I've translated the Micheletti proposal and commented on it for anyone interested; there is a lot to contextualize here that will only be intelligible to Honduran audiences; to use the language of my profession, this is highly coded speech.

http://hondurascoup2009.blogspot.com/2009/07/micheletti-counter-proposal-rant.html

I also added a comment to my previous post http://hondurascoup2009.blogspot.com/2009/07/seven-points-of-arias-plan-translation.html

with a paraphrase of the Portugese quotes; will go now and add a translation, while cautioning that my Portugese is rougher than my Spanish. Key point is that he was responding to a reporter's question (which is not given verbatim), he did not say he would pursue the referendum in November which he was asked to forswear, he said he would continue to advocate for constitutional reform because it is the will of the people. Also to note: this interview took place before he agreed to Arias' plan.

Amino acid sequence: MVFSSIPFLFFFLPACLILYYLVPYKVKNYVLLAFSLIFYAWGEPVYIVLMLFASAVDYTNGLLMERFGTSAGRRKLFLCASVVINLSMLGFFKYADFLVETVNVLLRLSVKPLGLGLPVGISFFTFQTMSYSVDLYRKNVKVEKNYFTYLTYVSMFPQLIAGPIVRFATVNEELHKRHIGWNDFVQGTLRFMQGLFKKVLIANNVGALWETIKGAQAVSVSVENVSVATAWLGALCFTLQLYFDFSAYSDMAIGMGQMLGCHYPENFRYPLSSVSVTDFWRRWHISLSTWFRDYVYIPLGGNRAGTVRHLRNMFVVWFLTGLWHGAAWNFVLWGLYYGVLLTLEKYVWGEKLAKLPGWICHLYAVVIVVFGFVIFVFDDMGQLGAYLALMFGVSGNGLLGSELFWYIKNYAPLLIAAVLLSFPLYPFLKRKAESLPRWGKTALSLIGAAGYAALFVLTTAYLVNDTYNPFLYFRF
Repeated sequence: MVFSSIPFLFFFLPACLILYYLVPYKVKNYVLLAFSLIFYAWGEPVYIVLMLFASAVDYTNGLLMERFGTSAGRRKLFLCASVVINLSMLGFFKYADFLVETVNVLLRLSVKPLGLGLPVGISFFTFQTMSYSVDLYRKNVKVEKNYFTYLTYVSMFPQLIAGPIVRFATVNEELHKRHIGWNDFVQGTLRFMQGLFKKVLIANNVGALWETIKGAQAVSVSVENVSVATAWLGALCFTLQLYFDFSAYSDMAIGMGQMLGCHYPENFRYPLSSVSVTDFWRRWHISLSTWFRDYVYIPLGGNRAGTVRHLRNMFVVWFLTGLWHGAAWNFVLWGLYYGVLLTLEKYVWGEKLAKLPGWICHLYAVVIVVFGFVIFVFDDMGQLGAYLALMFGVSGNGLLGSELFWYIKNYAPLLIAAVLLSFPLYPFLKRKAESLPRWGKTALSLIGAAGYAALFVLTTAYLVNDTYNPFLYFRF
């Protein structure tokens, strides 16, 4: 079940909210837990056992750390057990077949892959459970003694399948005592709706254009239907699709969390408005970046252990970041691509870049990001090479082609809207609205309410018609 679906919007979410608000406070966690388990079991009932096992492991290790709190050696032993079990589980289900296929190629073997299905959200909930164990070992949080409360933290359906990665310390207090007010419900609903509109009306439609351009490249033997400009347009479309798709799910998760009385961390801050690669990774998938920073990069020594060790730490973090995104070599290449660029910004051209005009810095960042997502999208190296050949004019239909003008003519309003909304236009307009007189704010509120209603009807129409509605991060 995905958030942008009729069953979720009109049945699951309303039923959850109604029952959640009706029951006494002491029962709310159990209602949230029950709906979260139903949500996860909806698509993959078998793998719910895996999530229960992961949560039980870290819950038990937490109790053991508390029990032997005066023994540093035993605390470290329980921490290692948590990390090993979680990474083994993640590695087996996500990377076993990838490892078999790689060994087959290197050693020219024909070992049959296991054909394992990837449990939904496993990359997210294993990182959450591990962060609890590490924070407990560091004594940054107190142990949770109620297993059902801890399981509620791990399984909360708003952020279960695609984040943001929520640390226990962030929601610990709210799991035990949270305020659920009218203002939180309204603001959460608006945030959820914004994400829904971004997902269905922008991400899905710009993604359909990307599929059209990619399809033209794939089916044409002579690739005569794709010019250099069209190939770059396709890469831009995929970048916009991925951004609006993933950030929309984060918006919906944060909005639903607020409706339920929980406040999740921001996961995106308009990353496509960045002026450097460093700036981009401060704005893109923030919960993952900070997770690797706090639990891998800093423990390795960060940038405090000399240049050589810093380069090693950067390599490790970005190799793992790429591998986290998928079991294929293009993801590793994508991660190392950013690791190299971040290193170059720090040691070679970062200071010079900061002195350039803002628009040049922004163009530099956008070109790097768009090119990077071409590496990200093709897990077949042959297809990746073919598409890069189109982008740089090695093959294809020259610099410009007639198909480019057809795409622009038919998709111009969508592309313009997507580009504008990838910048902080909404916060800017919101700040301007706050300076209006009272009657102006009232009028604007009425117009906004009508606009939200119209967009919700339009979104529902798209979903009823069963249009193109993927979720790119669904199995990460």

And, interestingly, the Micheletti counter-plan doesn't include any mention of swearing off the referendum. Not so important in the end.

Justin Delacour 9:53 PM  

No, irrespective of whether you like it, or think it legit, or mistake it as a question of power, it remains a question of law.

Bullshit. There's nothing legal about the coup leaders' decision to summarily depose a democratically-elected president. There's nothing legal about summarily shutting down television and radio stations. This doesn't have diddly squat to do with the law. It has to do with the fact that the military high command in Honduras took the side of Micheletti and company. In other words, it all comes down to power.